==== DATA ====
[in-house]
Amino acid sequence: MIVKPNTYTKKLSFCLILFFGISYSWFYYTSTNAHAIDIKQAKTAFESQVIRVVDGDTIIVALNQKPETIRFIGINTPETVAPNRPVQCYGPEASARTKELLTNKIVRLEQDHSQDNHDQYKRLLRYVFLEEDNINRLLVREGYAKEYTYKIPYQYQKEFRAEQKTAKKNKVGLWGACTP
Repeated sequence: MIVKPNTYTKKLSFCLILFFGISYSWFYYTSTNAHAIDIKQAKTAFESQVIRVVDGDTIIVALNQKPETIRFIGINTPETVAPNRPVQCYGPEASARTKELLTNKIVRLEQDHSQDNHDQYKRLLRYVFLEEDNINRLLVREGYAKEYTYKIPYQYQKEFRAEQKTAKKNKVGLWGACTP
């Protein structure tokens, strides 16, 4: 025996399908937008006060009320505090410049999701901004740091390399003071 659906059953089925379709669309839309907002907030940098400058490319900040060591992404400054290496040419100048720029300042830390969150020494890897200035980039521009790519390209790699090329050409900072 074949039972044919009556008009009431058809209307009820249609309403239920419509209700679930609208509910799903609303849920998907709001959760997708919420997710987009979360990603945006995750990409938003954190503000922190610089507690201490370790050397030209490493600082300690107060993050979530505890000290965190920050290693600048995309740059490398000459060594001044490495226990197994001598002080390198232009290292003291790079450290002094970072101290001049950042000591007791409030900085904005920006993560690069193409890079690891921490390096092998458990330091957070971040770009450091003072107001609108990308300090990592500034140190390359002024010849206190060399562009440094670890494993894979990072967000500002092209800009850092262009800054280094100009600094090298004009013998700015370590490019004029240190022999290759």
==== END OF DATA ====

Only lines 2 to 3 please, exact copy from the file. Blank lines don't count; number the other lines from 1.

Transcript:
Amino acid sequence: MIVKPNTYTKKLSFCLILFFGISYSWFYYTSTNAHAIDIKQAKTAFESQVIRVVDGDTIIVALNQKPETIRFIGINTPETVAPNRPVQCYGPEASARTKELLTNKIVRLEQDHSQDNHDQYKRLLRYVFLEEDNINRLLVREGYAKEYTYKIPYQYQKEFRAEQKTAKKNKVGLWGACTP
Repeated sequence: MIVKPNTYTKKLSFCLILFFGISYSWFYYTSTNAHAIDIKQAKTAFESQVIRVVDGDTIIVALNQKPETIRFIGINTPETVAPNRPVQCYGPEASARTKELLTNKIVRLEQDHSQDNHDQYKRLLRYVFLEEDNINRLLVREGYAKEYTYKIPYQYQKEFRAEQKTAKKNKVGLWGACTP